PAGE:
Thoughts on the Word Cult|
While I was in the process of writing this novel, I inevitably got one of two responses from friends who read early drafts. People who had never had an experience with this kind of group would say, “What a scary, weird cult. Were you in a group like that?” People with whom I had been in a group like that, however, would say to me, “Well, but the group you are writing about isn’t really a cult, is it?”
Since then, I’ve come to understand that the answer to the question of whether or not a group is a cult depends a great deal on who is doing the asking. A person who has found a teacher or a community they feel are helping them will almost never consider that group to be a cult. Their friends and family, if they see that person changing in ways that make them uncomfortable, may well think differently. And if that same person later has some experience with their group or teacher that is not to their liking, they may redefine their experience as a cult one after all. Who’s to say who’s right?
Part of the reason I think the answer to whether or not a group qualifies as a cult is so subjective is because the issue is rarely a black and white one. When most people hear the word cult, they tend to think of organizations with psychopathic leaders who use sophisticated manipulation techniques to recruit members and actively prevent them from leaving. The problem with this stereotype is that it represents only an extreme version of numerous tendencies that can be found in almost any spiritual group. Whenever you have a situation in which a designated leader is working with students to explore something as intangible as the spiritual realm, you have an environment that is ripe for potential abuse.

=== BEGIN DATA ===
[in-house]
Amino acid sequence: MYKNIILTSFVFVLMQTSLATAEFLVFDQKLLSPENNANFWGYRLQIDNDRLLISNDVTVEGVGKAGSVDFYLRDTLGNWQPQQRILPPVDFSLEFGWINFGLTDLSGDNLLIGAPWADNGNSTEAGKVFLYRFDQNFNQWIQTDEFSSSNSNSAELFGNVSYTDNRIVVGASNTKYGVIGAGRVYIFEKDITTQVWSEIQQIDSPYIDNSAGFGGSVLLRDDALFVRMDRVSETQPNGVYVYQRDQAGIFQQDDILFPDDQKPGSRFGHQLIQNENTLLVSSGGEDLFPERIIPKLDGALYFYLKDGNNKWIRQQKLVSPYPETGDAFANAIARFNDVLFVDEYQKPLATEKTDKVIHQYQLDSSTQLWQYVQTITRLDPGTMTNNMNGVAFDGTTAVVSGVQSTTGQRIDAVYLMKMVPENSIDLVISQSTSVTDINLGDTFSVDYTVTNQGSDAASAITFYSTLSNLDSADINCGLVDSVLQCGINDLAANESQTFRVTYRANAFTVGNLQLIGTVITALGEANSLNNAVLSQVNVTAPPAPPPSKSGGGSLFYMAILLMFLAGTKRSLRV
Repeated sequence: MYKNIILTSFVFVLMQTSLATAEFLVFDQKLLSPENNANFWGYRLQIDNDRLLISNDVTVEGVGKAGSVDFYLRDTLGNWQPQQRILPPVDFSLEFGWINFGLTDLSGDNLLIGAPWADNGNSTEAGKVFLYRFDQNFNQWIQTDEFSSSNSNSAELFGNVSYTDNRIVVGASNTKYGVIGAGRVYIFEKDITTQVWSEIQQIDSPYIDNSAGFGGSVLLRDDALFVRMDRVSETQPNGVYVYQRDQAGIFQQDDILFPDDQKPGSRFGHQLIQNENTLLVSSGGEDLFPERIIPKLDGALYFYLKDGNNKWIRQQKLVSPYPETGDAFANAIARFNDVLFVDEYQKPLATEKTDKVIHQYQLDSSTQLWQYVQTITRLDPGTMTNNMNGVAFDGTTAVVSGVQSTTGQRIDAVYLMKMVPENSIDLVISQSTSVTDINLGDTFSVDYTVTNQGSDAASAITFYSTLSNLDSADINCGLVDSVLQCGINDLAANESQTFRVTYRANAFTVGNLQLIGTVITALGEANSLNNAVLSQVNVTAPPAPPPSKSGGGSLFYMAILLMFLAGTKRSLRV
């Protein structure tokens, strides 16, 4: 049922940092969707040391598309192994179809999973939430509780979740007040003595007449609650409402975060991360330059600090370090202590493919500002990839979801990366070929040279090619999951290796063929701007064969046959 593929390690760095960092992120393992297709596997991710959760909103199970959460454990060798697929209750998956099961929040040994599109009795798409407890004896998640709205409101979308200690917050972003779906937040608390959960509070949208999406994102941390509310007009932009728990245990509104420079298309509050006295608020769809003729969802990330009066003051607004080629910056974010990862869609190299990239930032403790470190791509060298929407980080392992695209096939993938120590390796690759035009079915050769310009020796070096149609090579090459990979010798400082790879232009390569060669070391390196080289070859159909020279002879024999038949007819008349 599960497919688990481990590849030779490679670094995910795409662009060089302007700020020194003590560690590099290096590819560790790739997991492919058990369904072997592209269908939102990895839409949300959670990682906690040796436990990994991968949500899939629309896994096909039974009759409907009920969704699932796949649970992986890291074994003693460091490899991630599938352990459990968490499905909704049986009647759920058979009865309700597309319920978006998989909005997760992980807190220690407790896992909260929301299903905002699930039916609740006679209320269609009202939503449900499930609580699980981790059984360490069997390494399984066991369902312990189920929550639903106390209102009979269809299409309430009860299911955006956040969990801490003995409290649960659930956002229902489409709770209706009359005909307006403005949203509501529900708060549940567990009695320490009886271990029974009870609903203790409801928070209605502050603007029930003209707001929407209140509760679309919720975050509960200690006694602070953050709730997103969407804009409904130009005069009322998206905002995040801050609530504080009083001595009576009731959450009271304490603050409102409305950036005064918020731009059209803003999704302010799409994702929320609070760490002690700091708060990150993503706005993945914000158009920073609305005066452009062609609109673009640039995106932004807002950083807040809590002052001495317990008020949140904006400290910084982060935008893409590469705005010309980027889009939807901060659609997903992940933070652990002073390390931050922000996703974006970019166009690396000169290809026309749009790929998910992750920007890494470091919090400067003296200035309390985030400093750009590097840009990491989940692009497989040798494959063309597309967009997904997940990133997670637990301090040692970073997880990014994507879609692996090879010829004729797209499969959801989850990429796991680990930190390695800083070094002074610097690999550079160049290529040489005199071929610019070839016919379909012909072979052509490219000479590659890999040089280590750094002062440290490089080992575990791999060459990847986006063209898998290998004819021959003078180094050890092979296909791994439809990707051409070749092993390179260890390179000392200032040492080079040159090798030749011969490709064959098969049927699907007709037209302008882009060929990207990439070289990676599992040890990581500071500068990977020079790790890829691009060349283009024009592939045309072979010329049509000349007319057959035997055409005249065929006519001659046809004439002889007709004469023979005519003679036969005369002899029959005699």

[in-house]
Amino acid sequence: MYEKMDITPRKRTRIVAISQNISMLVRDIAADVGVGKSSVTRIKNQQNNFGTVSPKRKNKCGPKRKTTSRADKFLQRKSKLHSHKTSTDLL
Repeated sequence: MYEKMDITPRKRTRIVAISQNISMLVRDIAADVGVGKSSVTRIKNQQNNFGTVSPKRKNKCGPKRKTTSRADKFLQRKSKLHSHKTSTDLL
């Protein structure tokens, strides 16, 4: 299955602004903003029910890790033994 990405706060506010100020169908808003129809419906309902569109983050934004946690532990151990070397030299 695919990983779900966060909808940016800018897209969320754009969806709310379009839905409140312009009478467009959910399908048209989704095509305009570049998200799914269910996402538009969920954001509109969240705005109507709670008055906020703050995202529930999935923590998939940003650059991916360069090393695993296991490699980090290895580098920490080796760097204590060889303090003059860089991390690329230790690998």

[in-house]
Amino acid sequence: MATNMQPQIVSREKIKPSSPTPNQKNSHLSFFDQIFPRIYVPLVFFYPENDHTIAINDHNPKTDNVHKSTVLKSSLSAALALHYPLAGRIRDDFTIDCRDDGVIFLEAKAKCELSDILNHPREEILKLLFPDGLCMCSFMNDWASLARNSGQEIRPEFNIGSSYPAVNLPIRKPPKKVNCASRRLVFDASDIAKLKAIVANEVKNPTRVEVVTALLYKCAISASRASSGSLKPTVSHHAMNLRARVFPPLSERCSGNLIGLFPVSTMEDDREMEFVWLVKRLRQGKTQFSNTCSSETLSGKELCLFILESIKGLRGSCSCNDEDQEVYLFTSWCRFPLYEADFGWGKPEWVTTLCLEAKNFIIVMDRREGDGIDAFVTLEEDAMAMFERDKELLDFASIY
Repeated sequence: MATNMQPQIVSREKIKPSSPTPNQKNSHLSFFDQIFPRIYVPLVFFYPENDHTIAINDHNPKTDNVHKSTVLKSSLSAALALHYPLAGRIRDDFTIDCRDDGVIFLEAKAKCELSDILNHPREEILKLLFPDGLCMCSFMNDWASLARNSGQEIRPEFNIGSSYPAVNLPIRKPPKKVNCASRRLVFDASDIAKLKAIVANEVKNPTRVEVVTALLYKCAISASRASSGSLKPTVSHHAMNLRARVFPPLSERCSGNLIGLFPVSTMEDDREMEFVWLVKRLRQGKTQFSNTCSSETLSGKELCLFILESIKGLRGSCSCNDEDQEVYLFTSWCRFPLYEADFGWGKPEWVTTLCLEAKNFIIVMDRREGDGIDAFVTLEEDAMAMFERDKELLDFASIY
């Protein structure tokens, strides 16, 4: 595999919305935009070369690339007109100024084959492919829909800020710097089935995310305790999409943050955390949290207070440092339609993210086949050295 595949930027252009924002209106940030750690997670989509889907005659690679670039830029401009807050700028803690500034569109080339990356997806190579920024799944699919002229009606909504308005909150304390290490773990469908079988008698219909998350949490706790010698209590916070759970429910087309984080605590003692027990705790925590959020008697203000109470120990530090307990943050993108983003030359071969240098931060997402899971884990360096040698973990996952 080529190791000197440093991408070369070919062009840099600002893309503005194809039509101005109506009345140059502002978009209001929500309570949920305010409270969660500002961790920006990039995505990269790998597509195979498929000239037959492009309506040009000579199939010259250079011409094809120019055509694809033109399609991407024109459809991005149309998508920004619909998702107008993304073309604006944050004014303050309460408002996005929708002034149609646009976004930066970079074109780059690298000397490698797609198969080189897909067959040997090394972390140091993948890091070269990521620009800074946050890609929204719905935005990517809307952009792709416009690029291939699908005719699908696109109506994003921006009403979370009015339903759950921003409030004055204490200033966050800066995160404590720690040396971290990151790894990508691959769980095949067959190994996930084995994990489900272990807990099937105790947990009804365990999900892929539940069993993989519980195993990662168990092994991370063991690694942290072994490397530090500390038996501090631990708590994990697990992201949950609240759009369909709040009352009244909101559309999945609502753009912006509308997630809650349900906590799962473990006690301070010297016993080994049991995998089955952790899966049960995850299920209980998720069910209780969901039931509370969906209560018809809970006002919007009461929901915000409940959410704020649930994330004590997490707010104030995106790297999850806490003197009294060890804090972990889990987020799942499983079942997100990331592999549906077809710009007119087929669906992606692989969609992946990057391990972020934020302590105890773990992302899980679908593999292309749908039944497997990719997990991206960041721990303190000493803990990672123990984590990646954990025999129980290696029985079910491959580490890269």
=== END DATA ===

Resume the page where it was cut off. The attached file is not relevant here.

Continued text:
This is not to say that I think all non-conventional spiritual groups are dangerous or inherently harmful. On the contrary, many of the experiences I have had with alternative spiritual groups were instrumental to the development of my own spirituality. Even those groups I participated in that fell on the more extreme end of the cult spectrum offered me something that I felt I needed at that time.
Without exception, however, every group I was involved with had negative attributes as well as positive ones. Psychological factors like group dynamics and issues regarding power and authority were much bigger players in these groups than any current members were ever willing to admit. Experience of insight, unconditional love and transcendence were invariably mixed with moments of confusion, humiliation, and sometimes outright betrayal.
That paradox is one of the main reasons I decided to write this novel. Slapping a flawed spiritual group with the word cult is an easy way to avoid looking at the many, many complex layers of belief, faith, longing and fear that drive people to participate in and sometimes even create groups like these. In telling Michelle’s story, I hoped to start a conversation that would give people an opportunity to look more deeply at these issues in a way that might help generate some understanding, and maybe even some healing.